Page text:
Most records created organisations using Office 365 are likely to be created or stored in the following parts of the ecosystem:

  • Exchange/Outlook – for emails and calendars.
  • SharePoint and OneDrive – for documents and notebooks (in the sense of text on a page), plans, images/photographs and video.
  • Stream – for audio and video recordings.
  • MS Teams – for chat and/or messages, conversations (audio and/or video based). Note that 1:1 chats are stored in a hidden folder of the Exchange mailbox of the end-user/s participating in the chat, while Teams channel chat is stored in a hidden folder of the linked Office 365 Group mailbox.
  • Yammer – for (internal) social media posts.

It is also possible to import and archive certain external content such as Twitter tweets and Facebook content in Office 365.

The diagram below provides a overview of the main Office 365 applications and locations where records are created or stored. Under SharePoint, the term ‘Sites’ refers to all types of SharePoint sites, including those associated with Office 365 Groups. Libraries are shown separately because of the potential to apply a retention policy to a library – see below.

O365WheretheRecordsare

Note also that this diagram does not include network file shares (NFS) as the assumption is made that (a) NFS content will be migrated to SharePoint and the NFS made read only, and (b) all new content that would previously have been stored on the NFS is instead saved either to OneDrive for Business (for ‘personal’ or working documents) or SharePoint only.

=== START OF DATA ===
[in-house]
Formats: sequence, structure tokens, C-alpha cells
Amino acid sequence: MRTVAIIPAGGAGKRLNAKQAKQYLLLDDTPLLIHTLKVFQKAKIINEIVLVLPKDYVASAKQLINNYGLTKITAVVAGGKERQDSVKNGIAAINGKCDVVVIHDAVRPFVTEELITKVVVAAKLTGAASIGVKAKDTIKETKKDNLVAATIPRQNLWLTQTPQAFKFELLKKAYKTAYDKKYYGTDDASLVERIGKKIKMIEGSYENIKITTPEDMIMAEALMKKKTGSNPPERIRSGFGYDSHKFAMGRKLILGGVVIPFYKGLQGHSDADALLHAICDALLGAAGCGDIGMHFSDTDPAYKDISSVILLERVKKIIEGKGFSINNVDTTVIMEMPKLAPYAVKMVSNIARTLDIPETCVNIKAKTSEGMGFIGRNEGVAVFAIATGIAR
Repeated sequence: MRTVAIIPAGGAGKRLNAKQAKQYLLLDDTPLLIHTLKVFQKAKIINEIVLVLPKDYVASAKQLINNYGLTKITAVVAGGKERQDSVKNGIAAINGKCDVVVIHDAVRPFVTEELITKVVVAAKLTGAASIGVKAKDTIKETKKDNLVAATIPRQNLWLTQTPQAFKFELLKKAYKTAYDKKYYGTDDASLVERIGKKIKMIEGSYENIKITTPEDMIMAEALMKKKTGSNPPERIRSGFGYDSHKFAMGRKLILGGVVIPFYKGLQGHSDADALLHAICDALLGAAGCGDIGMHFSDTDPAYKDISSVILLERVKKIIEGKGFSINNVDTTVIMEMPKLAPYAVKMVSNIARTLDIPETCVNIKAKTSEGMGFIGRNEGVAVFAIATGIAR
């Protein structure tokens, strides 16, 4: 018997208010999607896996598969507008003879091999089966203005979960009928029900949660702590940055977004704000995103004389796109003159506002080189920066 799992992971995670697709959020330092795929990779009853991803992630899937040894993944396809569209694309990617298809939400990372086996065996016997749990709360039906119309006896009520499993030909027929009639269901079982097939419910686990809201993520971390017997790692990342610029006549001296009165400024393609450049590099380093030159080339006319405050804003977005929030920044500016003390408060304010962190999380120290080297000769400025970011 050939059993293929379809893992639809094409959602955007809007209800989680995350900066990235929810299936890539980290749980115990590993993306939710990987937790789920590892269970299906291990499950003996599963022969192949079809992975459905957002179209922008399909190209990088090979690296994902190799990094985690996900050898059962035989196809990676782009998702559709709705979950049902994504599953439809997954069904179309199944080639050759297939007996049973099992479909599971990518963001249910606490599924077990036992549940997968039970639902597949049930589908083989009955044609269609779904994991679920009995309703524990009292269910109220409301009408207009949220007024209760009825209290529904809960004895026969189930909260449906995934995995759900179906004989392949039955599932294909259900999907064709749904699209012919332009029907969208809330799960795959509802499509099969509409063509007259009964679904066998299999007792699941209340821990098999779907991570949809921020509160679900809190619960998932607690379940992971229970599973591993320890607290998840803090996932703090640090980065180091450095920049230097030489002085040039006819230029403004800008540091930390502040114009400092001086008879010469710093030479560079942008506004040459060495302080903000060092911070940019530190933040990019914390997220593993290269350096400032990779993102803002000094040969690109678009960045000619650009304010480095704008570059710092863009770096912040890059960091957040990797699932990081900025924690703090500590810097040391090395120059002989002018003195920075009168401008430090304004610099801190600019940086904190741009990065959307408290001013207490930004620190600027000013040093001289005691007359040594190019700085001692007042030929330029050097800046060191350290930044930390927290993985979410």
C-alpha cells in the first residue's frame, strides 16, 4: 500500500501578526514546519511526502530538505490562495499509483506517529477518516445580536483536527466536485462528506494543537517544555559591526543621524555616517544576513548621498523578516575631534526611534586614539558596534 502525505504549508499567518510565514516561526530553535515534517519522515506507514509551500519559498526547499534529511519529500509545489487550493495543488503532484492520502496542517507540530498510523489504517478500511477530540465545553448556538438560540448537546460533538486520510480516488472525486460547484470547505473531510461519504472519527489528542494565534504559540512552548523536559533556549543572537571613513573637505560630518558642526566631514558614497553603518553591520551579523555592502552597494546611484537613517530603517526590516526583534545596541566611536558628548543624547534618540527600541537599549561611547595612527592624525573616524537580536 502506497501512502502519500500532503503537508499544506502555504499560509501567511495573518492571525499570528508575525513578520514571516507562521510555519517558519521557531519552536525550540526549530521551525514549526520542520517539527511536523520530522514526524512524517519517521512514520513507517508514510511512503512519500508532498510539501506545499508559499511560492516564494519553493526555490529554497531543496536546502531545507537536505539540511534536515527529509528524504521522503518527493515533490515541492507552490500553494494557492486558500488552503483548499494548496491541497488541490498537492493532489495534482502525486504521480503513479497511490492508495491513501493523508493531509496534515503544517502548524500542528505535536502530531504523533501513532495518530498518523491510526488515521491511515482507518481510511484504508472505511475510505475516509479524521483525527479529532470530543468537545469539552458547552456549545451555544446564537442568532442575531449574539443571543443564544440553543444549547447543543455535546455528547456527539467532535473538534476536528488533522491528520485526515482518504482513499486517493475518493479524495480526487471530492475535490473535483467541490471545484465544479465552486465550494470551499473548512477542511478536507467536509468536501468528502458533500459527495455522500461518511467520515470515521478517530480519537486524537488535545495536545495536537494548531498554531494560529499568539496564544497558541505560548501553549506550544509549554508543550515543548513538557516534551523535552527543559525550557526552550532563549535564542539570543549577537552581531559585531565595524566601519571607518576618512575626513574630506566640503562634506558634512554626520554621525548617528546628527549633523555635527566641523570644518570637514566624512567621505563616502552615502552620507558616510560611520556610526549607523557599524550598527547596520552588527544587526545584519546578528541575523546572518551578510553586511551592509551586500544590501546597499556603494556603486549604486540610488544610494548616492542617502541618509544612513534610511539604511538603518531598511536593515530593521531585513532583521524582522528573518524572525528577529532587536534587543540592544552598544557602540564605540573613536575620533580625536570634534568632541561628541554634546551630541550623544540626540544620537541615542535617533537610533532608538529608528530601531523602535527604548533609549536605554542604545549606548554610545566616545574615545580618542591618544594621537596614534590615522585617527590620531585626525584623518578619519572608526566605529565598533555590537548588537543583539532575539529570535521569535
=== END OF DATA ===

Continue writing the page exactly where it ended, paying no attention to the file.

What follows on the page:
Creating a plan to manage records retention across Office 365

In previous posts I have recommended that organisations implementing Office 365 have the following:

  • A basic architecture design model for SharePoint sites, including SharePoint sites linked with Office 365 Groups (and Teams in MS Teams).
  • A plan for creating and applying retention policies across the ecosystem.

Because SharePoint is the most likely location for records to be stored (aside from Exchange mailboxes and OneDrive accounts), there should be at least one retention policy for every SharePoint site (or group of sites), as well as policies for specific document libraries if the retention for the content in those libraries may be different from the retention on the overall site.

For example, a ‘Management’ site may contain a range of general content as well as specific content that needs to be retained for longer. 

  • The site can be covered by a single implicit retention policy of (say) 7 years. This policy will delete content in the background, based on date created or data modified. 
  • The document library where specific types of records with longer or different retention requirements are stored may have one or more explicit label-based policies applied to those libraries. This content will be retained while the rest of the site content is deleted via the first policy.

Structure of a retention plan for records in Office 365

A basic plan for creating and applying retention policies might look something like the following: